NTP servers (Network Time Protocol) are an essential tool in the modern computer network. They control the time, ensuring every device on the network is synchronised.
Because of the importance of time in controlling nearly every aspect of computer networking accurate and synchronised time is essential which is why so many system administrators deploy a NTP time server.
These time servers use a single time source as a base to set all the clocks on a network to; the time is often got from the GPS network or radio signals broadcast from physics laboratories such as NPL in the UK (whose signal is broadcast from Cumbria).
Once this signal is received by the time server, the time protocol NTP then distributes it around the network – comparing the system clock of every device to the time reference and adjusting each device. By regularly assessing the drift of these devices and correcting for them NTP keeps clocks accurate to within milliseconds of the time signal and when this signal emanates from an atomic clock – it ensures the network is as accurate as physically possible, but what happens if you lose the time signal?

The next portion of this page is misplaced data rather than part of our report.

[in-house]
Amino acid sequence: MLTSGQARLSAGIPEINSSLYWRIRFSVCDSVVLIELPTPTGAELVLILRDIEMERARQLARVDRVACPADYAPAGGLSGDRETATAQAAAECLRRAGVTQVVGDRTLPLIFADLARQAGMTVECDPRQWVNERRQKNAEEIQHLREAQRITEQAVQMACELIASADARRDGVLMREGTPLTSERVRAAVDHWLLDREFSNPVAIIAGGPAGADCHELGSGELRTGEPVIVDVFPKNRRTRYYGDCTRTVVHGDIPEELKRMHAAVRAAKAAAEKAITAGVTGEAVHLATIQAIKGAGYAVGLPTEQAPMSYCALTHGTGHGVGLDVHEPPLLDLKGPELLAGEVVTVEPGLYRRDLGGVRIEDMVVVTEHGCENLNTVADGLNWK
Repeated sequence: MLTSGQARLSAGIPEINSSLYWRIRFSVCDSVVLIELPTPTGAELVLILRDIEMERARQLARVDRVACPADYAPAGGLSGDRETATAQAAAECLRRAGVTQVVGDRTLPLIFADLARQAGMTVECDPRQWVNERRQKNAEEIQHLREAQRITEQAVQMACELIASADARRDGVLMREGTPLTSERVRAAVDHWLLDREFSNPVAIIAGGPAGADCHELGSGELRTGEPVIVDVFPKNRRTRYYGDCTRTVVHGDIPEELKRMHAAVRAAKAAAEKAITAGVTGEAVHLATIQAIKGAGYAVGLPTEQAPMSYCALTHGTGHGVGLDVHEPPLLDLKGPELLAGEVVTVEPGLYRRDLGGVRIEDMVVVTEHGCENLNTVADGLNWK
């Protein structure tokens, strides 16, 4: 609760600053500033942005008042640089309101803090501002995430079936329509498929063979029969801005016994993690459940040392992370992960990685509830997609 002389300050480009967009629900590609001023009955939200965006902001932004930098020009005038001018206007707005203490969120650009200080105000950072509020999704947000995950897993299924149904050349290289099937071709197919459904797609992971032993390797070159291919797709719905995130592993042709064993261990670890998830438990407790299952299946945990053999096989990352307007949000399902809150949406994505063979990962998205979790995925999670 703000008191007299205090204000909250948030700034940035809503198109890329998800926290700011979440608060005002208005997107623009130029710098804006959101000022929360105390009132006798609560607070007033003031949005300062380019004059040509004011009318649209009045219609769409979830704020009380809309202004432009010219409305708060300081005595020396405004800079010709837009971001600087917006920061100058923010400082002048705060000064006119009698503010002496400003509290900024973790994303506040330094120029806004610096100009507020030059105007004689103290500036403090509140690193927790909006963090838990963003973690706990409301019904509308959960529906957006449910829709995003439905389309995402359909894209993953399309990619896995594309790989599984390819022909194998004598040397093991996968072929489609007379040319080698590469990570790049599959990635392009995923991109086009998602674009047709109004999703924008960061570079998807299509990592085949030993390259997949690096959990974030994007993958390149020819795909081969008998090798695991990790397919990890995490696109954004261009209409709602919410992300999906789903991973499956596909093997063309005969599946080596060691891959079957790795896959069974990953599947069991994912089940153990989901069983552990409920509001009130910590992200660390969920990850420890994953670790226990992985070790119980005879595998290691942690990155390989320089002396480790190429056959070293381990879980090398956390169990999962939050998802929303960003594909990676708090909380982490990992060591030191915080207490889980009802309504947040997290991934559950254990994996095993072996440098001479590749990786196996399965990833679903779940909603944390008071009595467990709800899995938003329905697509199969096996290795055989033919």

Damaged GPS antennas, maintenance of time signal transmitters or technical faults can lead to a NTP time sever failing to receive a time signal. Often, this is only temporary and normal service is resumed within a few hours but what happens if it doesn’t, and what is the effect of having a failed time signal?
Fortunately, NTP has back-up systems for just such an eventuality. If a time signal fails and there is no other source of time, NTP cleverly uses the average time from all the clocks on its network. So if some clocks have drifted a few milliseconds faster, and others a few milliseconds slower – then NTP takes the average of this drift ensuring that the time remains accurate for as long as possible.
Even if a signal has failed for several days – or even weeks – without knowledge of the system users, this does not mean the network will drift apart. NTP will still keep the entire network synchronised together, using the average drift, and while the longer the time signal remains off the les accurate the network will be it can still provide millisecond accuracy even after a few days of no time reference.